Thomas Lincoln’s hostility to slavery was based on economic as well as religious grounds. He did not want to compete with slave labor. Kentucky had been admitted to the Union in 1792 as a slave state, and in the central, bluegrass region of the state “nabobs” were accumulating vast holdings of the best lands, tilled by gangs of black slaves. Hardin County, just to the west of this region, was not so well suited to large-scale agriculture, but its inhabitants felt threatened. By 1811 the county had 1,007 slaves and only 1,627 white males over the age of sixteen.
Small farmers like Thomas Lincoln also worried about the titles to their land. Kentucky never had a United States land survey; it was settled in a random, chaotic fashion, with settlers fixing their own bounds to the property they claimed: a particular tree here, a rock there, and so on. Soon the map of the state presented a bewildering overlay of conflicting land claims, and nobody could be sure who owned what. So uncertain were land titles that Kentucky became one of the first states to do away with the freehold property qualification for voting—not so much out of devotion to democratic principles as because even the wealthy often had trouble proving they owned clear title to their acres. Naturally the courts were filled with litigation, and the lawyers in Kentucky were busy all the time. To a small farmer like Thomas Lincoln, who was unable to pay the attorneys’ fees, it seemed that they were all working for the rich, slaveholding planters.
He had trouble gaining a clear title to any of the three farms that he purchased in Kentucky. The details were exceedingly complicated, and not particularly important: one had been improperly surveyed, so that it proved to be thirty-eight acres smaller than what he thought he had purchased; another had a lien on it because of a small debt by a previous owner; in the case of the Knob Creek farm, non-Kentucky residents brought suit against Thomas and other occupants of the rich valley, claiming prior title. Having neither the money nor the inclination to fight for his claims in court, he heard with great interest of the opening of Indiana, territory from which slavery had been excluded by the Northwest Ordinance. Here the United States government had surveyed the land and offered purchasers guaranteed titles to their farms.
In the fall of 1816 he made a trip across the Ohio to explore the region and stake out a claim. He found what he wanted in the heavily wooded, almost totally unoccupied wilderness on Little Pigeon Creek, in Perry (later Spencer) County, in southern Indiana. After selecting the site, he constructed what was called a “half-faced camp,” a rough shelter, with no floor, about fourteen feet square, enclosed on three sides but open on the fourth. Then, blazing trees to mark the boundaries and heaping piles of brush on the corners of the tract he expected to occupy, he returned to Kentucky, gathered his small family and his few possessions, and set out for his new home. The Lincolns arrived in Indiana just as the territory was admitted to the Union as a state.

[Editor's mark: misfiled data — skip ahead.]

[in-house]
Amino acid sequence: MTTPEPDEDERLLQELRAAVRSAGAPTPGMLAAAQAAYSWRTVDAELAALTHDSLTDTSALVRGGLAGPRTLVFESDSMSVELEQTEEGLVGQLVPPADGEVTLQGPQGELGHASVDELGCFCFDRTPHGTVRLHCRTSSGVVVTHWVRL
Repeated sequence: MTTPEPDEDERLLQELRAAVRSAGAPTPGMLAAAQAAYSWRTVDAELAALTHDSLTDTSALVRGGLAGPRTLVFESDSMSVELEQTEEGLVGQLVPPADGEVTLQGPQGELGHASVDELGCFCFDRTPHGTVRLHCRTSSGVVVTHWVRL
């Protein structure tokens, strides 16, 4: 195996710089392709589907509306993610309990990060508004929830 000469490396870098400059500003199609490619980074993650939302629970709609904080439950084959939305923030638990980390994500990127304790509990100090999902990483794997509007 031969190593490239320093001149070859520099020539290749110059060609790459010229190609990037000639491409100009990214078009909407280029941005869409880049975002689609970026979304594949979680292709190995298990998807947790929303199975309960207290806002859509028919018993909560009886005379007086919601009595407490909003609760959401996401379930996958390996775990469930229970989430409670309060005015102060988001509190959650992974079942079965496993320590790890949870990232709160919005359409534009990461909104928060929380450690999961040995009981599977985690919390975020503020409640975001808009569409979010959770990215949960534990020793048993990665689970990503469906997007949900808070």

The land Thomas claimed was in an unbroken forest, so remote that for part of the distance from the Ohio there was no trail and he had to hack out a path so that his family could follow. It was a wild region, Abraham remembered, and the forests were filled with bears and other threatening animals. Many years later, when he revisited the region, his childhood fears surfaced in verse:
When first my father settled here,
’Twas then the frontier line:
The panther’s scream, filled night with fear
And bears preyed on the swine.
The Lincolns stayed in the half-faced camp for a few days after they arrived, until Thomas, probably with the assistance of members of the seven other families in the general vicinity, built a proper log cabin. It offered more protection, but because of the freezing weather the men could not work up the usual mixture of clay and grass for chinking between the logs and the winds still swept through.
The family was able to get through the winter because they ate deer and bear meat. “We all hunted pretty much all the time,” one of the party remembered. Young Abraham did his part, too. In February 1817, just before his eighth birthday, he spied a flock of wild turkeys outside the new log cabin. He seized a rifle and, taking advantage of one of the chinks, “shot through a crack, and killed one of them.” But killing was not for him, and he did not try to repeat his exploit. Recalling the incident years later, he said that he had “never since pulled a trigger on any larger game.”
The immediate task before the Lincolns was to clear away enough trees and undergrowth so that they could plant corn. Thomas could only do so much, and he had to enlist the services of his son. Though Abraham was only eight years old, he was, he recalled, “large of his age, and had an axe put into his hands at once; and from that till within his twentythird year, he was almost constantly handling that most useful instrument—less, of course, in plowing and harvesting seasons.”
That first year in Indiana was a time of backbreaking toil and of desperate loneliness for all the family, but by fall they were fairly settled. Thomas was so satisfied with the site that he had chosen that he undertook the sixty-mile trip to Vincennes in order to make initial payments on two adjoining eighty-acre tracts he had claimed. Nancy also began to feel more at home, because Elizabeth (Hanks) and Thomas Sparrow, her aunt and uncle, who had lost their home in Kentucky through an ejectment suit, came to the Little Pigeon Creek neighborhood. They stayed for a while in the Lincolns’ half-faced camp until they could build their own cabin on a nearby lot. Sarah and Abraham rejoiced because the Sp...